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Things you need to know about Mid-Autumn Festival

2017-07-24 18:02:06 | views

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As one of the most important traditional Chinese festivals, Mid-Autumn Festival, falls on the 15th day of the eighth lunar month, Sept 27 this year. This day is also considered as a harvest festival since fruits, vegetables and grain are harvested by this time.

Here are the things you should know about this special occasion, perhaps they could be a guide to what you can do on this day.

Legend

Mid-Autumn Festival’s legend concerns Houyi, an archer, who saved the earth by shooting down nine of the suns. He became a tyrant and stole an elixir from a goddess, but his beautiful wife, Change’e, drank it to save the people from her husband’s forever tyrannical rule.

After drinking it, she found herself floating, grabbed a rabbit to keep her company and then flew to the moon. When the local people heard this, they arranged incense tables to worship the goddess Chang’e, praying for happiness and safety. Since then, worshipping and appreciating the moon during Mid-Autumn festival has become popular.

History

Mid-Autumn Festival celebrations date back to more than 2,000 years ago. In feudal times, Chinese emperors prayed to Heaven for a prosperous year. They chose the morning of the 15th day of the second lunar month to worship the sun and the night of the 15th day of the eighth lunar month to hold a ceremony in praise of the moon.

It was not until the early Tang Dynasty (618-907) that the day was officially celebrated as a traditional festival. It became an established festival during the Song Dynasty (960-1279), and has become as popular as the Spring Festival since the Ming (1368-1644) and Qing (1644-1911) dynasties. Celebrations have continued ever since and more customs for marking this occasion have developed.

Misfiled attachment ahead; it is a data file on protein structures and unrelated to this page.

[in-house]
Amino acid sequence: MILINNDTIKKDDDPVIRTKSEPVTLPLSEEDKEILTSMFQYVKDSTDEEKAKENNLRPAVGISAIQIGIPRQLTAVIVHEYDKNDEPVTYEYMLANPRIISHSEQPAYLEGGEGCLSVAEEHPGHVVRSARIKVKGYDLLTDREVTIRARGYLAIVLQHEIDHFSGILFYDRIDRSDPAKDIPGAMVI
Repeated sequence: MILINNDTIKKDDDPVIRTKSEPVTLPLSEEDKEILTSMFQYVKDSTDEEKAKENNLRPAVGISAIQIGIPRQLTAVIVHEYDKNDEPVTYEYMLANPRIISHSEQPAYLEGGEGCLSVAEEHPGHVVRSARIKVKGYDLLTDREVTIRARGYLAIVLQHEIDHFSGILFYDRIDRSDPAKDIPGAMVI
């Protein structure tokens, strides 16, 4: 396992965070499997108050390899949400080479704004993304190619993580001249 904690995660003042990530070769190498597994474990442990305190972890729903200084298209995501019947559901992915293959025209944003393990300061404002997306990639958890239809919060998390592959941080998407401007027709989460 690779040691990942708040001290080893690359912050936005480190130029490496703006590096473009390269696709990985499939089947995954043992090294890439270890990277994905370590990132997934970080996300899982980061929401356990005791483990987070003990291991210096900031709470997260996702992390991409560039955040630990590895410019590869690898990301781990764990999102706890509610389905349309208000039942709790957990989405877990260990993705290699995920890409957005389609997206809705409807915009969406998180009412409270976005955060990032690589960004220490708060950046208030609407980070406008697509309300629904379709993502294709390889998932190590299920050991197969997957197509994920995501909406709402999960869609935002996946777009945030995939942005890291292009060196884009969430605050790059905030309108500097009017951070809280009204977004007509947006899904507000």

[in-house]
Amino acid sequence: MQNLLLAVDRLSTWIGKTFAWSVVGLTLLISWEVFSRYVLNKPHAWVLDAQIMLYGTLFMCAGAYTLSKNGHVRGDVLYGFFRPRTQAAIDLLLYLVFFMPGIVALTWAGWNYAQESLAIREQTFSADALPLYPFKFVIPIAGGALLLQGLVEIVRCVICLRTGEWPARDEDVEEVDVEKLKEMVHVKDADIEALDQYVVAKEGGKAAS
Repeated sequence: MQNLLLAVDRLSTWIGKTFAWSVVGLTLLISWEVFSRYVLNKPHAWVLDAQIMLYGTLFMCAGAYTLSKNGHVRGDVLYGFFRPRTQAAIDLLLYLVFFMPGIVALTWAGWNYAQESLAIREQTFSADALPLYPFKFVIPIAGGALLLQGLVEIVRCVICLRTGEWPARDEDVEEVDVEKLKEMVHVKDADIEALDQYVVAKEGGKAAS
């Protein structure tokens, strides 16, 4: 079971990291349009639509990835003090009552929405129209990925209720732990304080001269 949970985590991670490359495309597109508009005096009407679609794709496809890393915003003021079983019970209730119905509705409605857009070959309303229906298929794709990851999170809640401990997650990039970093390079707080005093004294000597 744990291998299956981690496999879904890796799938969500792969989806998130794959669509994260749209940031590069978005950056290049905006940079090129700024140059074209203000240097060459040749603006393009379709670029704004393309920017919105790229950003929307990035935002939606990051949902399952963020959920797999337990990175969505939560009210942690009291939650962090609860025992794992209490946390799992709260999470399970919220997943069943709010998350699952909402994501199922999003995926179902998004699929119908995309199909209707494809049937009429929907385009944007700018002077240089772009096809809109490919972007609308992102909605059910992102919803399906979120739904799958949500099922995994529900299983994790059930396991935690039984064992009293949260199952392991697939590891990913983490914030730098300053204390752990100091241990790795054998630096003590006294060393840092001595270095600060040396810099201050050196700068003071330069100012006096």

Eating Mooncakes

Eating mooncakes while watching the full moon is an important part of the Mid-Autumn Festival in China, and is more like a symbol of family unity. At the very beginning, moon cakes were served as a sacrifice to the Moon. The word “moon cake” first appeared in the Southern Song Dynasty (1127-1279). Nowadays, moon cakes are given as presents to loved ones and it represents people’s wishes to be together during the mid-autumn festival.

Apart from the above, there are a variety of celebrations around China.

Mooncake gambling, Bo Bing, as it’s known in Chinese, is a Mid-Autumn Festival tradition unique to Fujian province. All the Bo Bing game requires are six dice and a china bowl. People throw the dice into the bowl and get different pips, which stand for different ranks of awards. The pleasant silvery sound of the dice brightens the festive mood and adds joy to family gatherings. The photo shows residents in Xiamen, Fujian province havin fun with mooncake gambling, Sept 19, 2009.

Children guess answers to lantern riddles at a primary school in Hefei, Anhui province, Sept 25, 2015. A fun part of the Mid-Autumn Festival is solving riddles. Beautiful paper lanterns are hung throughout China with riddles attached.